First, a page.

Jacob Sullum

A group called Public Safety First warns that "the pre-tax price of marijuana could substantially decline" and "consumption of marijuana would increase" if Californians vote to legalize the drug in November. Well, yes, that's sort of the idea.

Proposition 19, a California ballot initiative that would legalize cultivation and possession of cannabis for personal use while authorizing local governments to allow commercial production and sale, would move marijuana into a legal, regulated market, transforming criminals into consumers. Lower prices and increased use mean greater consumer satisfaction, something that should be welcomed rather than feared.

But Public Safety First, which is running the campaign against Proposition 19, is all about fear. Its website features photos of a doctor, a teacher, a judge and a cop with joints dangling ridiculously from their mouths, suggesting prohibition is the only thing that prevents people from getting stoned at work. It says "bus drivers, forklift operators, hospital technicians, crossing guards who might be stoned could be coming to your community."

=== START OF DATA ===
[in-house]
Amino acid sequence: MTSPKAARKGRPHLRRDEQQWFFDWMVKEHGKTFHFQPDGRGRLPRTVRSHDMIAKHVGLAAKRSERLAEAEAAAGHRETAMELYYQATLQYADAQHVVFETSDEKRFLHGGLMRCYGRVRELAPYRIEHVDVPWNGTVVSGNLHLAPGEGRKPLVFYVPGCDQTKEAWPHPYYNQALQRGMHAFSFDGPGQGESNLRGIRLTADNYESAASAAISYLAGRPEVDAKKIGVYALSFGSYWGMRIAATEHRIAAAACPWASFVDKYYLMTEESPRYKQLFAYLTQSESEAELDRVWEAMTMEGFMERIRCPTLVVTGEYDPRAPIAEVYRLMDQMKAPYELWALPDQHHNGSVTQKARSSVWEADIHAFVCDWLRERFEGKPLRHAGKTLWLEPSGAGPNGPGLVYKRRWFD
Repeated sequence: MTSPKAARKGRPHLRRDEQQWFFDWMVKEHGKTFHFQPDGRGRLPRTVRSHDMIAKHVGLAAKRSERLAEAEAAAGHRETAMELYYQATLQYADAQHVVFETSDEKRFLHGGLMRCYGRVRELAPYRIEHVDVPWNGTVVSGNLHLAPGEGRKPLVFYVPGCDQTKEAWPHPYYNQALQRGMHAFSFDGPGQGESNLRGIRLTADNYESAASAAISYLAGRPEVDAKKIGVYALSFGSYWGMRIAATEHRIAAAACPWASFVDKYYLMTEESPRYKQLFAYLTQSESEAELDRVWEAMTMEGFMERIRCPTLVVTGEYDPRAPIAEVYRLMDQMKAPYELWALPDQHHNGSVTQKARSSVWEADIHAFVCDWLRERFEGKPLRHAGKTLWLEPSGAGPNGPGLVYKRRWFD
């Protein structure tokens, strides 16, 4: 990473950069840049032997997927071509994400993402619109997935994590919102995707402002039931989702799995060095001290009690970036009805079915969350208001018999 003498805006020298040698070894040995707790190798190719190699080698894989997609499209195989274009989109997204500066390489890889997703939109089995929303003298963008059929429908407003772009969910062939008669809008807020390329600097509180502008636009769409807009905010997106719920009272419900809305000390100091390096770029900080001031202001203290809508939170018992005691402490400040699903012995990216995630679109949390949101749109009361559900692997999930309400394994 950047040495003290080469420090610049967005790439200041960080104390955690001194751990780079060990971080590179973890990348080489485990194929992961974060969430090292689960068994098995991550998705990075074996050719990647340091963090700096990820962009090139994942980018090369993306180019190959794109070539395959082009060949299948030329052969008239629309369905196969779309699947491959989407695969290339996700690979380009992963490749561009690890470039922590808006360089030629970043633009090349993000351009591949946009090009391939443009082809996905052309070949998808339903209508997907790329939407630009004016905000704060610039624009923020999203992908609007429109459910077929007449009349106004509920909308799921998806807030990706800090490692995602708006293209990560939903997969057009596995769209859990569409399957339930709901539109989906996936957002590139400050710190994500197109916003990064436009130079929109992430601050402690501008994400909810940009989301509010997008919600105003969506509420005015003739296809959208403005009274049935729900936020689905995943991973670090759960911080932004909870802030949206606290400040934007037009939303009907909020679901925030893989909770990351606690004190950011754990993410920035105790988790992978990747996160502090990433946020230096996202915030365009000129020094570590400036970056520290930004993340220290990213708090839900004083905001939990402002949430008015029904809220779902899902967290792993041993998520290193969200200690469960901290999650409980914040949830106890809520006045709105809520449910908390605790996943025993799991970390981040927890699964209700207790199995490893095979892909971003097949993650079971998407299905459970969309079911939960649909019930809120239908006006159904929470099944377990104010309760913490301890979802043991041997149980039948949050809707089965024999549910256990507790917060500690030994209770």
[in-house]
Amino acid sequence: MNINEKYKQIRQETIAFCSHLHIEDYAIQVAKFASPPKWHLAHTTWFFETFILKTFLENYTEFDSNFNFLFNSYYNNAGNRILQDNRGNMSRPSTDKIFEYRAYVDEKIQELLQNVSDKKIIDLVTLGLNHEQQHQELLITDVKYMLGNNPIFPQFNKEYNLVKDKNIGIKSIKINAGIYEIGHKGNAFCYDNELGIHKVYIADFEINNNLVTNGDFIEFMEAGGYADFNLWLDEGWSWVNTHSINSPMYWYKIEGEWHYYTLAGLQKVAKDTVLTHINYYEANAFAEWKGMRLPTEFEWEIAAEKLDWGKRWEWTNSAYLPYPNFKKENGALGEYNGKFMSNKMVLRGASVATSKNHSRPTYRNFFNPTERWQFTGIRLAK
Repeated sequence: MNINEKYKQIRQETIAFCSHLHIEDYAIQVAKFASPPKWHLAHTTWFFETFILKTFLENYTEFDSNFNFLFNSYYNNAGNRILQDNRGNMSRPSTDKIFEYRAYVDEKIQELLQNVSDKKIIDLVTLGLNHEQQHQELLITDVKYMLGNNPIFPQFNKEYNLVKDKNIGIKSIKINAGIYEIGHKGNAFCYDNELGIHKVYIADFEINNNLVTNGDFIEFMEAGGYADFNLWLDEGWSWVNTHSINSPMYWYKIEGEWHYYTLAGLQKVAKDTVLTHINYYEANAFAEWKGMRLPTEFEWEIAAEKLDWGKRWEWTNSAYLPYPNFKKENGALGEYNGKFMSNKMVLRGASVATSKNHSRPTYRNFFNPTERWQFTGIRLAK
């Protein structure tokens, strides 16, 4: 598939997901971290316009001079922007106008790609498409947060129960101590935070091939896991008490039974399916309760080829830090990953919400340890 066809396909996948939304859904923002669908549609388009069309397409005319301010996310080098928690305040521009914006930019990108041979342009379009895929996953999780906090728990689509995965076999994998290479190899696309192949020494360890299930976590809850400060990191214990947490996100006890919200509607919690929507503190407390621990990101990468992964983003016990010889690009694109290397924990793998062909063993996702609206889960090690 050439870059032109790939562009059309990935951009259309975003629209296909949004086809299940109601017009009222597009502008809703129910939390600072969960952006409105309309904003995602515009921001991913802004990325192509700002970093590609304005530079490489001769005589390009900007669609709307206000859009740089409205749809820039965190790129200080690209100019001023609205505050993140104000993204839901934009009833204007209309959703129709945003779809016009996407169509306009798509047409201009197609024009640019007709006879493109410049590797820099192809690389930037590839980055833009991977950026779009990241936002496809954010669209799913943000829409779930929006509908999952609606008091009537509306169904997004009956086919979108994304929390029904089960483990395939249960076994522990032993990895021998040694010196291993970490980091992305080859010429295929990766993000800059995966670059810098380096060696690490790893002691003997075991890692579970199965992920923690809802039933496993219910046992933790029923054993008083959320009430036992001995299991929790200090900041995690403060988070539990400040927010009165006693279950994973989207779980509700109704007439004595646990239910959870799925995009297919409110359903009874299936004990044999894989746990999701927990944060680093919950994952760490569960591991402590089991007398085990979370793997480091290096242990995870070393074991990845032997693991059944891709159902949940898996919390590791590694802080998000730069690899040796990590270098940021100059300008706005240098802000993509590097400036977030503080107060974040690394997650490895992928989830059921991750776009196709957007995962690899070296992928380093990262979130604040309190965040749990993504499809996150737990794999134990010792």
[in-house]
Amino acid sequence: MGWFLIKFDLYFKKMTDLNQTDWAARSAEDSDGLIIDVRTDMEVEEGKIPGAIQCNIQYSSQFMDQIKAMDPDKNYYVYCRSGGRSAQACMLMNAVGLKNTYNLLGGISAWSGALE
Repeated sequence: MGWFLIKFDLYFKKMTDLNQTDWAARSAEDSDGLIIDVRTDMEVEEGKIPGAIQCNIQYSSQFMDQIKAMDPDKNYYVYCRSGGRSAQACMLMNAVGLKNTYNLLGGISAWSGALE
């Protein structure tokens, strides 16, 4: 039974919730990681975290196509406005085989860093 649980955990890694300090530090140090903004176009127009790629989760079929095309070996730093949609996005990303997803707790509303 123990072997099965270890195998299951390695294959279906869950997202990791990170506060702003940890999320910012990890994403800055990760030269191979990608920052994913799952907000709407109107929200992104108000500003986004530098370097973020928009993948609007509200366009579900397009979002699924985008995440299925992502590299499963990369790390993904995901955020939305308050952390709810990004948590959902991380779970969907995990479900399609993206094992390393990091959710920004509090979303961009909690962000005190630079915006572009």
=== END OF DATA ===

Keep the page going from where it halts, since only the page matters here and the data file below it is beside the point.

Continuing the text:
Yes, these people might be stoned, but that is true whether or not Proposition 19 passes. And even if marijuana disappeared tomorrow, all of these people could come to work drunk. Yet Public Safety First is not campaigning for a return to alcohol prohibition, because it understands that workplace intoxication can be addressed through less sweeping measures that do not penalize responsible consumers for the sins of a reckless minority.

If we remove the terror-tinted lenses of Proposition 19's opponents, we start to see the benefits of treating marijuana more like alcohol. A recent RAND Corp. study estimates that the retail price of legal marijuana would be less than one-fifth the black-market price. Based on numbers in the RAND report, that translates into annual savings of $5 billion or so for current consumers -- money that would be available for other uses.

Some of those savings would be sucked up by sales and excise taxes on newly legal marijuana. The California Legislative Analyst's Office recently projected that "state and local governments could eventually collect hundreds of millions of dollars annually in additional revenues" as a result of Proposition 19.

Lower prices, greater convenience and the elimination of legal risk can be expected to boost marijuana consumption. RAND considers it plausible that the number of current users would double, to about 4 million, or 14 percent of California's adult population. These new users also would receive a big consumer benefit, enjoying a wide variety of cannabis products that are worth as much to them as they are willing to pay -- on the order of $1 billion a year.

Jacob Sullum

Jacob Sullum is a senior editor at Reason magazine and a contributing columnist on Townhall.com.
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